Krause Gateway Center

Des Moines, Iowa, United States

A multi-purpose hub at the heart of civic life

The Krause Gateway Center was designed by world-renowned architecture firm, Renzo Piano, to foster a dialogue between the employees, the public, and the city. Inside, Fritz Hansen pieces add a timeless appeal to a space flooded with lightness and simplicity.

At 160,000 square feet, the 6-storey building serves as the new headquarters for Kum & Go, but also provides many spaces open to the public. It features a 2-storey underground parking garage, an art gallery, large multifunctional meeting rooms, a fitness centre, and a massive exterior terrace. 

Framed by over 100 trees and interactive landscape furniture, the building itself makes up only a quarter of the site, leaving the rest for the public. Featuring an almost-invisible façade and unobstructed 360-degree views, the ground floor blurs the boundaries between inside and out. The extra-long overhang offers shade from the sun, while a green roof planted with native prairie grasses and flowers lessens the impact of energy usage and water run-off.

The interior is dotted with Fritz Hansen classics, including the iconic Series 7™ chair designed by Arne Jacobsen. Made from 9 layers of pressure moulded veneer with chrome legs, the chair is the most popular design within Fritz Hansen’s chair collection. 

In the meeting rooms and foyers, the Swan™ chair, also by Arne Jacobsen, makes a statement in bright red and orange tones. The design contains no straight lines, making it look organic and soft despite its simplicity and strong architectural appeal.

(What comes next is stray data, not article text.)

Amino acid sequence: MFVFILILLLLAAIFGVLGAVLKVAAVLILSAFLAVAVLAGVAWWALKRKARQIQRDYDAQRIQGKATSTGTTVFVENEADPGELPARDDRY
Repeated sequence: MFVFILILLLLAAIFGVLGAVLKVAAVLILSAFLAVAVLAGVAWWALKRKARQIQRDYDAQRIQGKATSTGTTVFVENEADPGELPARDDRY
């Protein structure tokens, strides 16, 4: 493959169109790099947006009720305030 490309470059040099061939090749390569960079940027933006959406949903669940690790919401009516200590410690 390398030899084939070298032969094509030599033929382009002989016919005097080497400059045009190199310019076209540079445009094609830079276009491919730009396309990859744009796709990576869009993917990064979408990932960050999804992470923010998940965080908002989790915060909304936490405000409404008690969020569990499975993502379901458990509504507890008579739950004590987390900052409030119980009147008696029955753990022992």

As well as serving as the new Kum & Go corporate headquarters, the building also includes offices for the other companies within the Krause Group - a varied set of businesses that include retail, logistics, Italian wineries, hospitality, real estate, agriculture, and soccer clubs. 

Since opening its doors in 2018, the Krause Gateway Center has won several design awards, including the ASLA 2020 Honor Award for Built Design. 


Giorgio Bianchi, Architect Partner, Renzo Piano Building Workshop

FH: What was the objective for the space design?

GB: The aim was to create a space that celebrates the beauty of life. The client wanted to minimize the barriers between the corporate world and the local community, so transparency and openness were key. The ground floor was designed to blur the boundaries between inside and out. Here, the canteen provides a space for employees and community guests to enjoy. Elsewhere, the auditorium features endless possibilities, offering a backdrop for lectures, public events, and client workshops.
Mr. Krause is an art collector, so the building is also brimming with art. One time, I asked: “Why don’t you put a label on the art?”. He responded: “Do you put a label on your house? No, it’s art, and this is my home”. In my opinion, Mr. Krause is a visionary. He wanted a space for work, but also a place to enjoy a bit of life with the soul of the space being the courtyard, open and important.